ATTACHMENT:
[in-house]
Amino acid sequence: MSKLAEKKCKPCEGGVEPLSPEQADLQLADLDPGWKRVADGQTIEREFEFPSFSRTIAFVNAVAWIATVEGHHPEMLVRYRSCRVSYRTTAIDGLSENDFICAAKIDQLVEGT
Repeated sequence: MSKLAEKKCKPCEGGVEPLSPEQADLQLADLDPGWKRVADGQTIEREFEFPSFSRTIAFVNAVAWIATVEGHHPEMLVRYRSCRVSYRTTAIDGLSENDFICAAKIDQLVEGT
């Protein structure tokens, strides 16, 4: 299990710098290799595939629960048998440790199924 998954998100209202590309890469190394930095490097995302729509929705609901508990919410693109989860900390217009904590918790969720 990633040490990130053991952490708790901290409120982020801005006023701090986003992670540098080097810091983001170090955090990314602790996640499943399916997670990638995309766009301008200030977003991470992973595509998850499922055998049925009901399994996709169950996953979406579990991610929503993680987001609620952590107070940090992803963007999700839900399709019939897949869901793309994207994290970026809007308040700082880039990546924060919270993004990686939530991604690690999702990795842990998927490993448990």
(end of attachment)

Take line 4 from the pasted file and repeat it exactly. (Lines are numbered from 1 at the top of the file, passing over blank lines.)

């Protein structure tokens, strides 16, 4: 299990710098290799595939629960048998440790199924 998954998100209202590309890469190394930095490097995302729509929705609901508990919410693109989860900390217009904590918790969720 990633040490990130053991952490708790901290409120982020801005006023701090986003992670540098080097810091983001170090955090990314602790996640499943399916997670990638995309766009301008200030977003991470992973595509998850499922055998049925009901399994996709169950996953979406579990991610929503993680987001609620952590107070940090992803963007999700839900399709019939897949869901793309994207994290970026809007308040700082880039990546924060919270993004990686939530991604690690999702990795842990998927490993448990």